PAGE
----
A Texas nonprofit organization will soon launch the first of two comprehensive databases that it hopes will aid in the fight against child sex trafficking.

The first database will debut later this month and is designed for law enforcement, nonprofit and social work personnel to see who is working on sex trafficking and what resources are available to help victims.

A second database will assist citizens of the Lone Star State that want more information on the commercial sex trade and how to help organizations devoted to battling it. It is scheduled to go live this summer. The project is an effort of Children at Risk, a Houston-based youth advocacy group.

Bob Sanborn, CEO of Children at Risk, said the goal is to connect all the organizations working on trafficking throughout Texas and foster teamwork among them. Whether it is domestic child trafficking or international sex trafficking, the database will contain items such as tips, listings of victim services and the locations of safe houses.

“You’ll see who the people are that are working on trafficking so you can communicate and no one is siloed any longer,” Sanborn said. “The hope being we start filling those gaps and collaborate a lot more.”

Not everyone is confident the databases will be effective, however.

Sgt. Byron Fassett of the Dallas Police Department’s Crimes Against Children section, said he already sees a lot of coordination on the law enforcement side regarding trafficking. In addition, due to state laws, he and other cops aren't able to populate the databases with any case information.

Fassett explained that he’s seen many database projects go by the wayside over the years, primarily because they haven’t been created with a clear end goal for the data. He said the databases became all-inclusive repositories that often crumbled under their own weight. Fassett would know. He tried doing a case management database in this area back in the 1990s.

That database still exists, but the problem according to Fassett is it simply doesn’t add enough value to what the detectives are doing.

“The mistake I made on it was that 50 percent of the information isn’t used by my detectives today,” Fassett said. “It was all really great and nice to have type of stuff, but they were spending too much time … trying to collect data and fill in data and re-fill in data. The next thing you know you’re not even working cases any more, you’ve become a data clerk. That’s a fine line.”

Public-Private Opportunity

Sanborn, however, is optimistic the new databases will become an effective public-private partnership in Texas. He said that inevitably, because law enforcement personnel are the first ones that find sex trafficking victims and remove them from the situation, the onus is on police to work with other specialized agencies to assist those victims.

“A lot of the hard work gets done in the trenches where law enforcement is,” Sanborn said. “A lot of the prosecution of the traffickers themselves gets done at the state level. This is probably the perfect opportunity … for public and private [entities] to partner to end this truly horrible crime.”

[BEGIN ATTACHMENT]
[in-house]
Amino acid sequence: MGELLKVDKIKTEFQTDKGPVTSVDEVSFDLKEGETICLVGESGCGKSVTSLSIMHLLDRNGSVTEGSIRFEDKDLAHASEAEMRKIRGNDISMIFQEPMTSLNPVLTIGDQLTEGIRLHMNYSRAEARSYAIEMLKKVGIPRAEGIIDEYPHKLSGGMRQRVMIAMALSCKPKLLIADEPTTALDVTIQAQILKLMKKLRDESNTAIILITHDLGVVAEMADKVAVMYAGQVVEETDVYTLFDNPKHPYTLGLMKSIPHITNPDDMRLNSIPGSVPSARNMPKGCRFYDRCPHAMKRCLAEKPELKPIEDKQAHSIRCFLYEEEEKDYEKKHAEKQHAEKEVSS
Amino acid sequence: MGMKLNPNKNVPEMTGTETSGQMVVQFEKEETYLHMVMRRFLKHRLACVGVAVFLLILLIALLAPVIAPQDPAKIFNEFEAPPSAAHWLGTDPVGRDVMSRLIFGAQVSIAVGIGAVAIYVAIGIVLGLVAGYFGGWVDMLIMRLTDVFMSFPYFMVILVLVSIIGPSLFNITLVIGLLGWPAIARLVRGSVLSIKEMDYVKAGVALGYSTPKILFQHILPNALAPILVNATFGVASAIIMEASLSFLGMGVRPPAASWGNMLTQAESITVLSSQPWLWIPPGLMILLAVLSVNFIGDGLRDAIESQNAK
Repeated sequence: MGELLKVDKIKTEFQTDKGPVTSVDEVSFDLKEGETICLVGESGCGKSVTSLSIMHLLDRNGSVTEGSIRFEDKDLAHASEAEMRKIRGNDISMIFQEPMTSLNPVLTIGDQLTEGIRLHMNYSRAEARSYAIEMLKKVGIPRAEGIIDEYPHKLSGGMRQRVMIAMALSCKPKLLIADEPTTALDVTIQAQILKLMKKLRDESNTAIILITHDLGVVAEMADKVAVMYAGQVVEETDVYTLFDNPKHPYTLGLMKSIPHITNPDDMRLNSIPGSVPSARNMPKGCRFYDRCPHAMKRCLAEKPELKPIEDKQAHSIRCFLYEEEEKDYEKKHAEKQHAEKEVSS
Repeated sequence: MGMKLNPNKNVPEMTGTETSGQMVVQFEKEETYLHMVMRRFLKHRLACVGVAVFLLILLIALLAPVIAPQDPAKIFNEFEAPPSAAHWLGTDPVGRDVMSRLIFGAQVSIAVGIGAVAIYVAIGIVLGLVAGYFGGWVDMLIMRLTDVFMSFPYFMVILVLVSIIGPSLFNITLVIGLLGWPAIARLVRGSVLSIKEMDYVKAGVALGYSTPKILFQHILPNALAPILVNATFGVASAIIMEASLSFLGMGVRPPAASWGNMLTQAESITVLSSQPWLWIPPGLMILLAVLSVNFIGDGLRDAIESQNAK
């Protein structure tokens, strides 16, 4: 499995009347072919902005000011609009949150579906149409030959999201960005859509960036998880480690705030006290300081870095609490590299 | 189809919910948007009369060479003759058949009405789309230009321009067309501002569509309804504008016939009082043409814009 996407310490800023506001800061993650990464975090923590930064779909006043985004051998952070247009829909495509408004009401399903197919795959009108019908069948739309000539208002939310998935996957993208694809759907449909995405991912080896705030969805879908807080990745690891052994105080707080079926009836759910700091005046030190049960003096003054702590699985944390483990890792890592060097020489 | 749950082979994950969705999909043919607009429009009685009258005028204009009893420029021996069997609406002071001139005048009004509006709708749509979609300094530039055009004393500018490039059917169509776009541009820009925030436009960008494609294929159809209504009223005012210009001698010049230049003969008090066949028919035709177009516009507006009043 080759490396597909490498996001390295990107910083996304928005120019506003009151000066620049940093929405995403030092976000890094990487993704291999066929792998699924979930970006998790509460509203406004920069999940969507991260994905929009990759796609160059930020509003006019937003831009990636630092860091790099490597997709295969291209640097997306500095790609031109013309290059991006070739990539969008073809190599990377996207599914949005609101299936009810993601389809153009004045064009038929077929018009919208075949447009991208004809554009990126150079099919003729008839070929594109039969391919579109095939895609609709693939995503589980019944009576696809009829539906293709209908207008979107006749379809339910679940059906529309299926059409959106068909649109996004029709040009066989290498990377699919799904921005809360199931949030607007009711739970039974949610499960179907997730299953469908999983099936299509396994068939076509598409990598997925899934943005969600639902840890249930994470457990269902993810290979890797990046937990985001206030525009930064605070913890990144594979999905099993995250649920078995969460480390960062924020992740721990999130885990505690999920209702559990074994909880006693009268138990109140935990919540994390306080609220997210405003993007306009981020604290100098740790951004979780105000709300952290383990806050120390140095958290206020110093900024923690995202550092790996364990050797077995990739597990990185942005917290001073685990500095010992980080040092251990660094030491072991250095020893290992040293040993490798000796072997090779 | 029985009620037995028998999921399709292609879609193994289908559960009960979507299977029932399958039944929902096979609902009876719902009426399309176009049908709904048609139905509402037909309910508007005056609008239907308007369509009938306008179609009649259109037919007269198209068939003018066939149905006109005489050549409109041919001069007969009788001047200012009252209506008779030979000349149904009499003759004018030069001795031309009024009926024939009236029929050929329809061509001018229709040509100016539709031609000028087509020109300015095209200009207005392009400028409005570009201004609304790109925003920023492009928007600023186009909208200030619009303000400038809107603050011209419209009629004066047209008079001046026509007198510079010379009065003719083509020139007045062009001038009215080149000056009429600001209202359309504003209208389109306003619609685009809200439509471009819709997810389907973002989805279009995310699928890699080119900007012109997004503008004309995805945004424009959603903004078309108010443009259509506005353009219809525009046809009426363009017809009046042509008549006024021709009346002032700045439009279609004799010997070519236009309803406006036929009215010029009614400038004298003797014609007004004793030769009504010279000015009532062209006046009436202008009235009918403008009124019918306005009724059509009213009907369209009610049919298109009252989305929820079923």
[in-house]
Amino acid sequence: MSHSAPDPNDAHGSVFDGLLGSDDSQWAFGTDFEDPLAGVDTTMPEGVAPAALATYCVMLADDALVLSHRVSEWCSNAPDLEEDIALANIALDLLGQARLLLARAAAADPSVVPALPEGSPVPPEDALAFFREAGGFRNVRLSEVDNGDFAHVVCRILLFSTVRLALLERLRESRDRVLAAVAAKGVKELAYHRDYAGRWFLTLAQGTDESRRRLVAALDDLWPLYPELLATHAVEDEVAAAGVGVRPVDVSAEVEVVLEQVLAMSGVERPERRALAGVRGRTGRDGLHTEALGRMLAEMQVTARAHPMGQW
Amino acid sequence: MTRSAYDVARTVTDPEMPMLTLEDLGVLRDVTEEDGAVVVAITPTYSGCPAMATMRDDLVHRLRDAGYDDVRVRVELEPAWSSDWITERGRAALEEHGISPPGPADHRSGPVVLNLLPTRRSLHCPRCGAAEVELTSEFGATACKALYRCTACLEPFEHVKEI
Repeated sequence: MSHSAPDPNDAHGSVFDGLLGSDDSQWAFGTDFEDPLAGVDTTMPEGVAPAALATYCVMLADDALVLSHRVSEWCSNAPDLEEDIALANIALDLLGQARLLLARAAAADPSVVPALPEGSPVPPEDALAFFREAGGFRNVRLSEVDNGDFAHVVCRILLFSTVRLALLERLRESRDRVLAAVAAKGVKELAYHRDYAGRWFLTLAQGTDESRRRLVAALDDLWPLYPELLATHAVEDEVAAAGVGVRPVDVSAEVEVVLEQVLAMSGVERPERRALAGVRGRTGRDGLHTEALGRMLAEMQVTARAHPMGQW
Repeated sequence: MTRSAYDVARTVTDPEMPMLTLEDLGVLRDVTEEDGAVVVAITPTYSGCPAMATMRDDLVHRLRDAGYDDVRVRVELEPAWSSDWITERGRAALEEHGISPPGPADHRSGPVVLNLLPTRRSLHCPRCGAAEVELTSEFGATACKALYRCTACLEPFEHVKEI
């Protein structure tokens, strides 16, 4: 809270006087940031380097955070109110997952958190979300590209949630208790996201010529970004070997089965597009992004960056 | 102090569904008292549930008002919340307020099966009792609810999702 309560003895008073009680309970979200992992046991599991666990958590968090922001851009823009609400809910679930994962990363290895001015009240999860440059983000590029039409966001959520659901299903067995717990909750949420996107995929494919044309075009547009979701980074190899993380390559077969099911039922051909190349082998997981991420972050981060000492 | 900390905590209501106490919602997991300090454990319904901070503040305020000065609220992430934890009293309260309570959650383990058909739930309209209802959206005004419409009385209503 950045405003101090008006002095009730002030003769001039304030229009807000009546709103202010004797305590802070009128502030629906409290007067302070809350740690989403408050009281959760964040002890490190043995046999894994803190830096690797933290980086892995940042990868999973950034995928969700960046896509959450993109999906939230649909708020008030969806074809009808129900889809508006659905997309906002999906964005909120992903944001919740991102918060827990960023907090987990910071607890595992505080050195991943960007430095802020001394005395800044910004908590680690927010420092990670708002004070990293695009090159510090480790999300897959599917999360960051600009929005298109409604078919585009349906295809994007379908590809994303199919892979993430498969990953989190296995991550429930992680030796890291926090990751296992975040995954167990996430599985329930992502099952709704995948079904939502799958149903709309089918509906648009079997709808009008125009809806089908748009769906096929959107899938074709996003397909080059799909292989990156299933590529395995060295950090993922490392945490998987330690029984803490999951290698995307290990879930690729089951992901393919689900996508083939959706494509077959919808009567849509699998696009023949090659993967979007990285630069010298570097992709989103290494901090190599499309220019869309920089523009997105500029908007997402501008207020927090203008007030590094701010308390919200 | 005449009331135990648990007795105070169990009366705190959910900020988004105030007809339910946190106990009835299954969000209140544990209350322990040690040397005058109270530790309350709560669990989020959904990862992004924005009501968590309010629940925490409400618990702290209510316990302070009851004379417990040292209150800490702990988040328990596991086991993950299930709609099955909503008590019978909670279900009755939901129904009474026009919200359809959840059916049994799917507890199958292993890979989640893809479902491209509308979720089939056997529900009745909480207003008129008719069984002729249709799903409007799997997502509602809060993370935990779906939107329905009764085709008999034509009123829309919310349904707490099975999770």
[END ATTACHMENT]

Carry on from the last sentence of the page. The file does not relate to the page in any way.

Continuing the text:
Sex trafficking is becoming a big problem in the United States and Texas seems to be a conduit for many of its victims. According to the Austin American-Statesman, a report compiled by Texas Attorney General Greg Abbott revealed that 20 percent of the 800,000 sex or labor-trafficking victims in the U.S. pass through the state.

The database project is being funded by the Embrey Family Foundation, a philanthropic institution in Dallas. The databases are being built by the University of Texas at Arlington and will be updated and maintained by Children at Risk staff members.

The agency-nonprofit-law enforcement database will be accessible by any official working on trafficking issues that asks to be part of the project. Sanborn said there will be some due diligence done to make sure a person is legitimate, but by and large, his organization knows who the players are in the child trafficking field, so it shouldn’t be complicated.

In addition, Children at Risk has worked with a lot of regional coalitions whose members will automatically be added to the database as users. Those users will be able to access the information through a secure online portal.

Once the databases are online and users begin to address service gaps and become familiar with one another, Sanborn expects to make a big push to include more law enforcement personnel. He explained that one of the biggest areas of weakness is that there aren’t enough law enforcement people identified by their departments as specialists in trafficking cases.

So getting officers like Fassett who supervises child exploitation cases and high-risk victims and trafficking units involved in the database project is a key goal for the future.

“We’ll continue to talk to people and see what it is that we need to do to make sure this database is really quite useful,” Sanborn said.

Brian Heaton  |  Senior Writer

Brian Heaton is a senior writer for Government Technology. He primarily covers technology legislation and IT policy issues. Brian started his journalism career in 1999, covering sports and fitness for two trade publications based in Long Island, N.Y. He's also a member of the Professional Bowlers Association, and competes in regional tournaments throughout Northern California and Nevada.